Saturday, July 20, 2019

Many Mangoes!!

Its everybody’s favorite time of year!  Here in Belize one of the tropical world’s most famous fruits is the mango. Mangifera indica is related to our native cashew trees but originated in India where it was domesticated over 4,000 years ago. Mangoes were introduced into the Caribbean in the 1700s and spread quickly across the region. There are as many as 900 different types, each with their own taste, size, shape and unique name. In Placencia village you can find at least 15 varieties: blue mangoes; black mangoes; white mangoes; the slipper shaped thundershaw; the famous Julie mango; the tiny sweet judge-wig; apple mango, so named because of its round shape; the garlic mango, which has a slight garlicky aftertaste when you bite into it; hairy mango with its long stringy fibers; the ballet shoe shaped slippers mango, the hybrids Number 11 and 13; the Hayden and the so named common mango. Common mango trees can reach a hundred feet high, but thanks to Hurricane Iris none of that size remain on the peninsula. Mangoes and cashews are both members of the Anacardiaceae family and so mangoes contain traces of the caustic anacardic oils found in un-processed cashew seeds. Those who are allergic to mangoes may develop rashes from eating and handling the fruit or even the leaves of the tree. While this extremely popular fruit can be found growing wild as part of the littoral forest it is most often encountered planted in someone’s yard or flourishing in empty lots and along the roadside. 

During mango season, which typically runs from May through September, you can find mangoes for sale at local fruit and vegetable stands and many restaurants on the peninsula showcase fresh mango in fruit salads, desserts and blended drinks. Mango trees are so productive that many often rot under the tree if children don’t get to them first. “Stoning” mangoes down out of the trees is a cherished summertime pastime for generations of Belizeans. Like a number of other fruits in Belize we enjoy mangoes both ripe and green. Full but unripe or partially ripe mangoes are peeled; the flesh sliced off the seed, put in a plastic bag with salt and/or hot pepper and sold on the street as a popular snack. This ubiquitous combination of green mango and salt is a treat found in homes across the country. It also makes a great boca with a cold beer or cocktail. You can also process your green mangoes into a delicious chutney. Ask around Placencia to find out who has some for sale if you don’t want to make your own. Green mangoes cooked into a sauce with brown sugar and cinnamon taste almost exactly like applesauce.  Apart from enjoying the fresh ripe fruit off the tree, local preparations include stewing the entire peeled ripe fruit, seed and all, in brown sugar. With trees producing huge quantities of the fruit, mango wine is another popular way to deal with the overload of ripe mangoes. Or freeze your surplus so you can enjoy a luxurious mango smoothie when the season ends. Make mango cheesecake, mango crumble, mango juice, mango jam, mango BBQ sauce or mango margaritas. For me, nothing beats simply biting into a perfectly ripe, aromatic mango as the juice runs down your arms to the elbow. However you enjoy it, don’t miss out on mango season in our beautiful jewel Belize!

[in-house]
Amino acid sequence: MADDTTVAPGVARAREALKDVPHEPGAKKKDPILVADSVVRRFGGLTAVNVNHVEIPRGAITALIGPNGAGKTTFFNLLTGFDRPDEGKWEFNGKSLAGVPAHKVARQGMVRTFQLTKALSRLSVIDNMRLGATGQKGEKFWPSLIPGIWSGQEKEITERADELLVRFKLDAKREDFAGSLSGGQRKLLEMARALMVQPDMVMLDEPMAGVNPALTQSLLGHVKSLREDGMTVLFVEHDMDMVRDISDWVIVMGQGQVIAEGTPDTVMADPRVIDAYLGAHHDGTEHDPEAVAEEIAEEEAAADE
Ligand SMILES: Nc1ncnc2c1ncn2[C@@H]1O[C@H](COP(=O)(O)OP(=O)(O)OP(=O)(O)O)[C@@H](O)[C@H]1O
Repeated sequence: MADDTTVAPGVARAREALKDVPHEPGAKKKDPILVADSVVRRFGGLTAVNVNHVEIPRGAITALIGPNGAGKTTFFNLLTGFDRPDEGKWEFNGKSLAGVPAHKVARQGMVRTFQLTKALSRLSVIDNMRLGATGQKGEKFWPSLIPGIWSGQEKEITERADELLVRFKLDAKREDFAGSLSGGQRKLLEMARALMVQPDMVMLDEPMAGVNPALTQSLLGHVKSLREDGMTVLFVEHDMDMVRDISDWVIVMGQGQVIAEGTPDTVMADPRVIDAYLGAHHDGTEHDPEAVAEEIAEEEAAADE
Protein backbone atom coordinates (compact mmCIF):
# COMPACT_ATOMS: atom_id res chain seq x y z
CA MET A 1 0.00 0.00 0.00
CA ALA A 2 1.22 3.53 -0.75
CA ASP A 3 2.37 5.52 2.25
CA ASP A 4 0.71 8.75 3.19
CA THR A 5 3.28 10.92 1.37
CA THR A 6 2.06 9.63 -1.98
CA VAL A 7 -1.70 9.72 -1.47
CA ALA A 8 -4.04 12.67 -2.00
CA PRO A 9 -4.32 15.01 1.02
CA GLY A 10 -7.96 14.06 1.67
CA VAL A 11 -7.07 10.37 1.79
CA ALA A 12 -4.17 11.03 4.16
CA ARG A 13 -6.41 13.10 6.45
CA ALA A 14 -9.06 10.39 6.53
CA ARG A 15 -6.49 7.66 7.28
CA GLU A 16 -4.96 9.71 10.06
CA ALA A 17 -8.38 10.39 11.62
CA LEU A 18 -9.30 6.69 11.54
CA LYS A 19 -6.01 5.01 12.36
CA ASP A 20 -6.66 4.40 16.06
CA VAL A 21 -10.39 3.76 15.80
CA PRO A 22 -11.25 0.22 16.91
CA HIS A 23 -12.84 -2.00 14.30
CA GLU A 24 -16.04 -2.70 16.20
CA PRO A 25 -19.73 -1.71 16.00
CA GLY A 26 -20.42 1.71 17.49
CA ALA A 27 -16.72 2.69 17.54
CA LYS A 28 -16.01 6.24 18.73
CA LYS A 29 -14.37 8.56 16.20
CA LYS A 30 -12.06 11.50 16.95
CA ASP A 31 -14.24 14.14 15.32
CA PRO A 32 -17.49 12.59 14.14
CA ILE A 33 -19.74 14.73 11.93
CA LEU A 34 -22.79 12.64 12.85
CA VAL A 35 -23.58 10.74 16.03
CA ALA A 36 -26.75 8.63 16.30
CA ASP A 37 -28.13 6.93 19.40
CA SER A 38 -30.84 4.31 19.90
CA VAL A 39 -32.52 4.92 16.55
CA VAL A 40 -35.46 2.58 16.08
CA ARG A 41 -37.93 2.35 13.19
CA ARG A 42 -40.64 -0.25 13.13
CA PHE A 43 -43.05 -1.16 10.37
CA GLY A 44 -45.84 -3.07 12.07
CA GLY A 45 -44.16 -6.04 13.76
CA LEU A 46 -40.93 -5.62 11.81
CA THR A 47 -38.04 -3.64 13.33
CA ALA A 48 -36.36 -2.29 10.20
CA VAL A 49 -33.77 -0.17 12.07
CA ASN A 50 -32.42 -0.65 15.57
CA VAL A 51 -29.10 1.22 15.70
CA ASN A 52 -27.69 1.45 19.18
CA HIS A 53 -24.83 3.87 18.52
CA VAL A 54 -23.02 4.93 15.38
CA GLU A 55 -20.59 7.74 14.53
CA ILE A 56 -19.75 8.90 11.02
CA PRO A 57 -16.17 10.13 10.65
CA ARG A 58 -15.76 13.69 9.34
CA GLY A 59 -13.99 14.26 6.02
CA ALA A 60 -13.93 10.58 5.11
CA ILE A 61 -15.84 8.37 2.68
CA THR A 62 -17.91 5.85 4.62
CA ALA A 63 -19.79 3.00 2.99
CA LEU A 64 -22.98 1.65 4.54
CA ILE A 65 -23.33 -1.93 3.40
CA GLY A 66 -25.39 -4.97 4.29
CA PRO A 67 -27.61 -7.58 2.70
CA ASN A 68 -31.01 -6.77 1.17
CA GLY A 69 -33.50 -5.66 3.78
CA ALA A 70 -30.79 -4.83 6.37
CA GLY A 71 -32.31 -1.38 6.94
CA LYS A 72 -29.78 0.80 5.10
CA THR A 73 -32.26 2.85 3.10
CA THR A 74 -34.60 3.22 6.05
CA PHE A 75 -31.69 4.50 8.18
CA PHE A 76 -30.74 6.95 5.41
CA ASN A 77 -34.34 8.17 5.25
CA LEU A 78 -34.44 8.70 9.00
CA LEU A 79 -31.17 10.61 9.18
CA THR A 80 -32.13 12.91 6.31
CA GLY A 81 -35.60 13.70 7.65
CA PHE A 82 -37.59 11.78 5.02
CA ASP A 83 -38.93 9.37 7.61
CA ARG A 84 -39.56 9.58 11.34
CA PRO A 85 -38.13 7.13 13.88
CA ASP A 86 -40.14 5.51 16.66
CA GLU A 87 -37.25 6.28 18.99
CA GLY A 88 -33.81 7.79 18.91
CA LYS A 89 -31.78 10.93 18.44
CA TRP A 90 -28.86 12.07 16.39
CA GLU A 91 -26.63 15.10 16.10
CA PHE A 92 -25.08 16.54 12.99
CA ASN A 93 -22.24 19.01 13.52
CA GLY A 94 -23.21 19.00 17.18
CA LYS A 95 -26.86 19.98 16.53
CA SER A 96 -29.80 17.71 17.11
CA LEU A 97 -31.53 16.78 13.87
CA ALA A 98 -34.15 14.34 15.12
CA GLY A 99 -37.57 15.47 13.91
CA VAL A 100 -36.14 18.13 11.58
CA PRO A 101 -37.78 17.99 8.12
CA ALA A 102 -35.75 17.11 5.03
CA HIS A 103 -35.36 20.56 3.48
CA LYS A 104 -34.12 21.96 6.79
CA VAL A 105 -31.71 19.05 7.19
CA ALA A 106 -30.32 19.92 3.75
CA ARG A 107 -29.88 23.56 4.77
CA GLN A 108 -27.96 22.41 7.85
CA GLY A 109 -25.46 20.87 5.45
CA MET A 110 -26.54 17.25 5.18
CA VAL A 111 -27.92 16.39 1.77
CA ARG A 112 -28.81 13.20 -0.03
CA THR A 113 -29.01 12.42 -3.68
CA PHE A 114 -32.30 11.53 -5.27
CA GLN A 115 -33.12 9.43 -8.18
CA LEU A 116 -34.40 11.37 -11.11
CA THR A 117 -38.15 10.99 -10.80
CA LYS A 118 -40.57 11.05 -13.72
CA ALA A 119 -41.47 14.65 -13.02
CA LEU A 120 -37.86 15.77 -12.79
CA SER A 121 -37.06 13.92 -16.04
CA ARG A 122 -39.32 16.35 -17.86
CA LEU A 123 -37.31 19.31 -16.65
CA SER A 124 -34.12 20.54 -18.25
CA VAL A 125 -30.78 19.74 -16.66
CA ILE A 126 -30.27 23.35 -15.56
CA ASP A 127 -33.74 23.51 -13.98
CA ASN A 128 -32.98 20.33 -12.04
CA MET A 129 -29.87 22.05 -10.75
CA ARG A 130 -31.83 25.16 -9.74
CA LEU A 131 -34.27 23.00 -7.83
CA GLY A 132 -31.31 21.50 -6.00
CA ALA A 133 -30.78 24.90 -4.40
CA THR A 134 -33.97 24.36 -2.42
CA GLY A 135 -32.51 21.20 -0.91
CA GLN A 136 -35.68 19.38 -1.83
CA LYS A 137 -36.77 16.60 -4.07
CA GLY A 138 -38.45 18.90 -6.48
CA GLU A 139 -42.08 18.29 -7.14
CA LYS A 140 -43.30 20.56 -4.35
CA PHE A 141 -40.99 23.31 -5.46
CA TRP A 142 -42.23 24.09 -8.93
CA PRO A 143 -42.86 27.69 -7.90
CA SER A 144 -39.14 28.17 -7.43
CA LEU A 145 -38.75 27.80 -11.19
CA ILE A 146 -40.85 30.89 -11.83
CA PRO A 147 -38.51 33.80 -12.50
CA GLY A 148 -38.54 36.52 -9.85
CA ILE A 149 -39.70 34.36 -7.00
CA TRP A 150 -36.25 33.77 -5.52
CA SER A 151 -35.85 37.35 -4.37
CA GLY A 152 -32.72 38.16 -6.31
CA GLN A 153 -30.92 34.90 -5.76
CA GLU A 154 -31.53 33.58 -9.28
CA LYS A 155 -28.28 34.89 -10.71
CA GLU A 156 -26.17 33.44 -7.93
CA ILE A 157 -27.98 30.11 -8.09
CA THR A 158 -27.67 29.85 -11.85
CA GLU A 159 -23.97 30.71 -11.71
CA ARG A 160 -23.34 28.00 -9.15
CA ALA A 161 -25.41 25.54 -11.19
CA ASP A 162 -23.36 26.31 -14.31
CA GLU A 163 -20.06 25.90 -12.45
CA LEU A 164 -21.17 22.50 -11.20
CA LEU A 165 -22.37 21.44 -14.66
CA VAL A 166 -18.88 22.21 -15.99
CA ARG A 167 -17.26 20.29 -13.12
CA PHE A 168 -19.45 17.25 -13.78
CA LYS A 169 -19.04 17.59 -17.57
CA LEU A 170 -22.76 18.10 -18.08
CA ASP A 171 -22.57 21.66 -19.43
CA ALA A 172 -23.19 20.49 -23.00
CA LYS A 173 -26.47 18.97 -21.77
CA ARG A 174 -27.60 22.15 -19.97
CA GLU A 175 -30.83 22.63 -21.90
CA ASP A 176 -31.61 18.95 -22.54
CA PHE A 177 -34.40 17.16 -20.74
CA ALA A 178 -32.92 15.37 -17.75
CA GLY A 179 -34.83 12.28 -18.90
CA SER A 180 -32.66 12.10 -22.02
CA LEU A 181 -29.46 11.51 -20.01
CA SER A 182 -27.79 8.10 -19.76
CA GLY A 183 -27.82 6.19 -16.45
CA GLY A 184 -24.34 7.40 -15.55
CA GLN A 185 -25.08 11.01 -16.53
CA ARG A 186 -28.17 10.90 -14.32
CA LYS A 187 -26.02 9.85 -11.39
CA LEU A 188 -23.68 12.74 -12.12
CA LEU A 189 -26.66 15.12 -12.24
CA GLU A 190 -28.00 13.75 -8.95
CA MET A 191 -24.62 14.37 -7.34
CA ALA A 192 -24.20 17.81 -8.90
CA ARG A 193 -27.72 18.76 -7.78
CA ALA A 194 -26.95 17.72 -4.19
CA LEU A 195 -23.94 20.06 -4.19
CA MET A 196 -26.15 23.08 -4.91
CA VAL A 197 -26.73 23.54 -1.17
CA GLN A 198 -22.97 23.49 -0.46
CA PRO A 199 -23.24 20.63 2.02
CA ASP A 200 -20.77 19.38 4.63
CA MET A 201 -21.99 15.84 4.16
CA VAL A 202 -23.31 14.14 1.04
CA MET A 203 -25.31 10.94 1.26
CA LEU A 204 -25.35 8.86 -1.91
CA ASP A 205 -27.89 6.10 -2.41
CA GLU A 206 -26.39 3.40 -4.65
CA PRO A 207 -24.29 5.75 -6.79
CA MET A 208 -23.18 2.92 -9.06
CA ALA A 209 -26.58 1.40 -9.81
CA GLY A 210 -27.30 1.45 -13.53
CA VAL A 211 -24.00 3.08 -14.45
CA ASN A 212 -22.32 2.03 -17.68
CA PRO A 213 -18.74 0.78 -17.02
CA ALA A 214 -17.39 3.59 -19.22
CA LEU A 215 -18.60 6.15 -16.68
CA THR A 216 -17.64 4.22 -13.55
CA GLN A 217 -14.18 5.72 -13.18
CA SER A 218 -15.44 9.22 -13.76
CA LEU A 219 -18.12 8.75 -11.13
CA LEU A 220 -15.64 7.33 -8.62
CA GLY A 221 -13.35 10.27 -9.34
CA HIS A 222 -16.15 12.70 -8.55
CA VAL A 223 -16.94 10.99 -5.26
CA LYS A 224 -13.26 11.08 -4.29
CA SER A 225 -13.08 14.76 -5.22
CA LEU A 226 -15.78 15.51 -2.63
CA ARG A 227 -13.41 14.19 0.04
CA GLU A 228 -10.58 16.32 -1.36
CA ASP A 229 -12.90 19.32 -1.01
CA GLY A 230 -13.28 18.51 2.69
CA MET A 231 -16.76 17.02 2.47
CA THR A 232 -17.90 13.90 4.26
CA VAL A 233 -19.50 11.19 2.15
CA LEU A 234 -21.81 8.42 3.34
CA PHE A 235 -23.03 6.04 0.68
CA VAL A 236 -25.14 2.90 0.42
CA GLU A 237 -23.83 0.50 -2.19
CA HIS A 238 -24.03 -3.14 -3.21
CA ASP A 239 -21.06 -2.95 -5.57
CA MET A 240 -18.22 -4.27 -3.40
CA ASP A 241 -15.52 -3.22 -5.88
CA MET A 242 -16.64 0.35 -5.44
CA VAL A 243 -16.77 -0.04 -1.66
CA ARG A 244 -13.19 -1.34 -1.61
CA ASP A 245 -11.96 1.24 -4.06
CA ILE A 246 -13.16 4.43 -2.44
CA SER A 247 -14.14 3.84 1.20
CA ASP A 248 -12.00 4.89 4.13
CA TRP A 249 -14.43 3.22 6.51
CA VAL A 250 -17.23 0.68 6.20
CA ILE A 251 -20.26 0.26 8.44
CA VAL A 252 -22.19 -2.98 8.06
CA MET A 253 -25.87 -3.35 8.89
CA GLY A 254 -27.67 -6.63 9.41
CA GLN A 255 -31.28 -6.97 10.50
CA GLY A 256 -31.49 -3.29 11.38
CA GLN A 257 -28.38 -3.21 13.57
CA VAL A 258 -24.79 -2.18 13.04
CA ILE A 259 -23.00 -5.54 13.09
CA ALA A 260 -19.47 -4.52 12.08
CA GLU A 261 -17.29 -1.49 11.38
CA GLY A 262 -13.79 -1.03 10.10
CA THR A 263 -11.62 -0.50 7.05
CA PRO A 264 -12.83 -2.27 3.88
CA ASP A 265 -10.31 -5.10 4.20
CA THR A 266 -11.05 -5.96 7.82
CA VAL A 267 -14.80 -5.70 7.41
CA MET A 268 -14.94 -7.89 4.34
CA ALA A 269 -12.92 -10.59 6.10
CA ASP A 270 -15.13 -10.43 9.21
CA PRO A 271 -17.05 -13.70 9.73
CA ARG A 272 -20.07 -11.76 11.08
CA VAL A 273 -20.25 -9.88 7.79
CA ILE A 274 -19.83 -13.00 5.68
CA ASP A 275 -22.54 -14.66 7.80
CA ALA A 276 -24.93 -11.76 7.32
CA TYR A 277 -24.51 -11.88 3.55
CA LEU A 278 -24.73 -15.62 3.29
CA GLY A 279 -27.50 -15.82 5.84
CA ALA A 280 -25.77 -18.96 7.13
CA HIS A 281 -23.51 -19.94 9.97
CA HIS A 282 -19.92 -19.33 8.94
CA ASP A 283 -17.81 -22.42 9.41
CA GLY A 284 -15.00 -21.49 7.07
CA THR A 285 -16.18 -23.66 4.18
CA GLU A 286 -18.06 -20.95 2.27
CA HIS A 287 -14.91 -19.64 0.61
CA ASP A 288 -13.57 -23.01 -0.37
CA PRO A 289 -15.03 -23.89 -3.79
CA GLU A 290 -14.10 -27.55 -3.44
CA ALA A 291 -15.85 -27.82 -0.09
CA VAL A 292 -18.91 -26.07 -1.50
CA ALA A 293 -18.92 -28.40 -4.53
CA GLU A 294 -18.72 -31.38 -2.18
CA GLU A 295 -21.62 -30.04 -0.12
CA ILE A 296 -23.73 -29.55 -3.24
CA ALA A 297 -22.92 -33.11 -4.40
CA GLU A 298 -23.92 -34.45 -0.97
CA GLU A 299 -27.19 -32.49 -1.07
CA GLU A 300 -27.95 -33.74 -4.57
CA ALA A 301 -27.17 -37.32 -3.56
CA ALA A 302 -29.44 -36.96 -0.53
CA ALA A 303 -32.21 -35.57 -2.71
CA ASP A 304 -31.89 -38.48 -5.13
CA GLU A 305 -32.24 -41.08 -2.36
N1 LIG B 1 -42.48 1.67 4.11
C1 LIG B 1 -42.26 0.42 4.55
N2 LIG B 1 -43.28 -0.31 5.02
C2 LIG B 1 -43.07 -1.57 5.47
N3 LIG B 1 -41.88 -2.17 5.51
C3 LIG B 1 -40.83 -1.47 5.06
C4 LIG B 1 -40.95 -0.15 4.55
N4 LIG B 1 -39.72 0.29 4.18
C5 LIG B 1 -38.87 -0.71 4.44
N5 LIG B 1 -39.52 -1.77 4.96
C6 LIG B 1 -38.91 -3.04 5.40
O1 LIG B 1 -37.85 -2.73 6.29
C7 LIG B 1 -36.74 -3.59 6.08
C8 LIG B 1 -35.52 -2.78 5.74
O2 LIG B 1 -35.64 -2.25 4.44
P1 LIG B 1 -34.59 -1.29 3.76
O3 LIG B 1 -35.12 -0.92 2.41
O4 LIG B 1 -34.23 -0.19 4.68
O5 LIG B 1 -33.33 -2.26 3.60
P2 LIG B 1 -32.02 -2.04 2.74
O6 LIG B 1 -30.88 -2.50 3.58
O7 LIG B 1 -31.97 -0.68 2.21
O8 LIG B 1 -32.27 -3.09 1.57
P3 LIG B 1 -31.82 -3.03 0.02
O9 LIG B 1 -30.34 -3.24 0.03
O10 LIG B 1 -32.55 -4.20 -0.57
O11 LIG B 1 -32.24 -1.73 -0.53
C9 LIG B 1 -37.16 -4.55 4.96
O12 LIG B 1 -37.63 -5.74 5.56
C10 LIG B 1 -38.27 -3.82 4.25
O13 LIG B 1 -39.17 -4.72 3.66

Lyra Spang is owner/guide of Taste Belize Tours, a unique cultural & culinary tour company. She writes about food whenever she can.

Thursday, May 23, 2019

Twelve Things You Should Eat and Drink in Placencia, Belize!

Much as I tire of the trend in recent years towards making lists and calling them articles, this month I jump on the bandwagon to tell you about a dozen things that I, (in my humble and imperfect opinion), believe you should eat and drink if you want to experience the flavours of the beautiful seaside village of Placencia, Belize.

This list isn’t meant to represent all the delicious foods available in Belize or even on Placencia Peninsula (how could it with only 12 items!), but it contains some that I think express the diverse culinary scene in this little corner of the country. There are a lot of wonderful seasonal specialties that I don’t mention here because they are only available for a short window of time or because they are not available outside of personal homes. Check back soon for upcoming articles on seasonal delicacies like cashews and mangoes.

1.    Seaweed: No, I don’t mean the green stuff holding your sushi together. Eucheuma isiforme and Gracilaria sp. seaweeds have long been a traditional food on Belize’s beautiful coast. Here in Placencia it is farmed by the Placencia Producers Cooperative. Head to The Galley, D’ Shak, Brewed Awakenings or Omar’s Creole Grub to sample Gracilaria in its most famous incarnation: as a silky, smooth and thick blended drink once known as seaweed punch, now often called a smoothie or shake. The seaweed contributes a heavenly texture to anything, not to mention a huge nutritional boost, with tons of potassium, magnesium, calcium and as much protein as soybeans!

 2.     Ceviche: Everyone in Placencia loves seafood of all sorts. This concoction takes raw seafood and “cooks” it by pickling it in lime juice along with a few choice companions. Tomato, onion, habanero and cilantro are the holy four in Belizean ceviche. I’m a purist so don’t give me any of that carrots or cucumbers business! Ceviche means conch ceviche in Belize unless of course conch season is closed in which case I guess you will just have to settle for shrimp. Make sure to consume with an ice cold Belikin beer in hand and plenty of corn or plantain chips.